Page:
WKU REGIONAL CAMPUSES
WKU METEOROLOGY PROGRAM HOSTS 5TH ANNUAL YOUTH WEATHER CAMP
|Author: Josh Durkee|
Date: Monday, July 17th, 2017
The WKU Meteorology Program is hosting more than 20 students from 10 states and Puerto Rico this week (July 17-21) for its fifth annual weather camp.
Since 2013, the WKU Meteorology Program has offered a summer weather camp for children ages 12-16. The camp focuses on exposing the importance of science and understanding of meteorology and allowing the children to participate in a variety of hands-on learning activities. Participants from Kentucky, Alabama, Indiana, Tennessee, Missouri, Illinois, Ohio, Maryland, North Carolina, Virginia and Puerto Rico are attending this week’s camp.
“Many people are fascinated with the weather. It’s the number one topic of conversation among strangers for a reason,” said Dr. Josh Durkee, Associate Professor of Meteorology & Climate Science Research. “That reason is because the weather affects each and everyone one of us every single day. We are used to it most of the time, but curiously puzzled by it at others. And that curiosity starts at a young age.”
Participants in the 2017 WKU Weather Camp include Jonythan Appleton of Huntsville, Alabama; Cody Brock of Leitchfield; Caleb Bruce of Bowling Green; Annabelle Cardin of Wilson, North Carolina; Cameron Cotton of Norfolk, Virginia; Italiana Davis of Crossville, Tennessee; Grant Foreman of Cincinnati, Ohio; Paul Gessner of Cincinnati, Ohio; Lukas Harrison of Bowling Green; Kaylie Henning of Greensboro, Maryland; Evan Kidd of Lafayette, Tennessee; Quinton Kirsch of St. Louis, Missouri; Andrés Lladó of Guaynabo, Puerto Rico; Brandon Miller of Louisville; Elizabeth Morrow of Bowling Green; Sara Nelson of Frankfort; Chandler Pruett of Lebanon, Tennessee; Kinley Shoemaker of Columbus, Indiana; Garrett Smith of Charlotte, North Carolina; Brianna Stocke of Carmi, Illinois; Madison Sullivan of Unionville, Indiana; Kaelyn Veselsky of Independence.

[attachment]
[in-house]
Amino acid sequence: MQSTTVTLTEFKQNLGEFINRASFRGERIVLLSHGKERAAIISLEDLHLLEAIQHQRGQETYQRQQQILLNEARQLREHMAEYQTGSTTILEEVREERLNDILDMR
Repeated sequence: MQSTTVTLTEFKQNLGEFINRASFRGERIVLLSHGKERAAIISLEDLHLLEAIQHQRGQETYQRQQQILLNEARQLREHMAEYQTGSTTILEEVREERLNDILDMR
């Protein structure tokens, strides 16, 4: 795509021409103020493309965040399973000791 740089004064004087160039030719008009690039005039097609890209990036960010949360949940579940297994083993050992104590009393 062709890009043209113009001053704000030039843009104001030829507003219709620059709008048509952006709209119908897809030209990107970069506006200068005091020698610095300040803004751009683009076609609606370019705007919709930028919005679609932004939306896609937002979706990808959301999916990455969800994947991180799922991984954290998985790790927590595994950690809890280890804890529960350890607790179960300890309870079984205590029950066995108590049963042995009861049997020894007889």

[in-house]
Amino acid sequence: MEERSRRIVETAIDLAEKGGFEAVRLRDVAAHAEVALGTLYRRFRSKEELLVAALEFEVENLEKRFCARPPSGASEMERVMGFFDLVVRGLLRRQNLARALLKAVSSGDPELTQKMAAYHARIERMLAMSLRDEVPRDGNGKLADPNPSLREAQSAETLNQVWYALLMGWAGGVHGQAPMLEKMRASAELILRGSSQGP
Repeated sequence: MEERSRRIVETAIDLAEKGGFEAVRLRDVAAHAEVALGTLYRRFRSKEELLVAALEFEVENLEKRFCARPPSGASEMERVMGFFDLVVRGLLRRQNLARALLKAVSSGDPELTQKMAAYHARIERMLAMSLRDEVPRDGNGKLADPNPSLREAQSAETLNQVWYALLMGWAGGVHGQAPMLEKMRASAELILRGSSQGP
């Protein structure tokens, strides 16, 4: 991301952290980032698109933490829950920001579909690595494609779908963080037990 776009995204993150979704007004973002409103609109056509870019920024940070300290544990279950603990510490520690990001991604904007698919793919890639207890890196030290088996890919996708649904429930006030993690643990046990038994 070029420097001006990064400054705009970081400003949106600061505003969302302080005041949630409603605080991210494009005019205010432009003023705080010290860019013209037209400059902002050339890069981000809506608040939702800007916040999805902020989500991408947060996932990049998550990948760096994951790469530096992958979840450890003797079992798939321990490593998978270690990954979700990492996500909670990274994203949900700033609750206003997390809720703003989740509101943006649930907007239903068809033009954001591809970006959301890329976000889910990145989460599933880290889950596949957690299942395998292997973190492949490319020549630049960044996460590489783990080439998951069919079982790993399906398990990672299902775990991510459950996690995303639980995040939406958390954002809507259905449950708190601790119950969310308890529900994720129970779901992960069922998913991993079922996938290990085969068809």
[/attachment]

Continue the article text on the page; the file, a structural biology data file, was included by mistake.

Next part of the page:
Weather campers will get to sit at the high-end customized computers that students in the WKU Meteorology Program learn on. This means campers get access to advanced weather radar software and other sophisticated modeling and analysis tools. Participants will learn about the importance of weather stations and observation by visiting and interpreting WKU weather data provided by White Squirrel Weather.
While the WKU Weather Camp operates primarily out of the Meteorology Program’s learning laboratory, the group has other activities planned including participating with the National Weather Service in Nashville to help release weather balloons, visiting WBKO to practice broadcast meteorology, visiting Mammoth Cave to learn about the weather beneath us and taking in a Bowling Green Hot Rods game.
The camp also will host visiting professionals from Warren County Emergency Management office, the National Weather Service offices in Louisville and Nashville, WAVE3 Weather in Louisville, Mammoth Cave National Park and Western Kentucky University.
In the end, WKU Weather Camp participants will be able to apply their new knowledge and experiences of meteorology by presenting detailed forecasts to the group.
“Meteorology is an important science that receives very little learning time in pre-college general education,” Dr. Durkee said. “The WKU Weather Camp is intended to provide a fun, but important learning supplement to students wanting to learn more about this ever increasingly popular field of science. I would love to see these campers return to WKU to obtain a degree in Meteorology from our wonderful program.”
For updates, follow the WKU Weather Camp on Twitter at https://twitter.com/WKUwxCamp
For information, contact Josh Durkee at (270) 745-8777.
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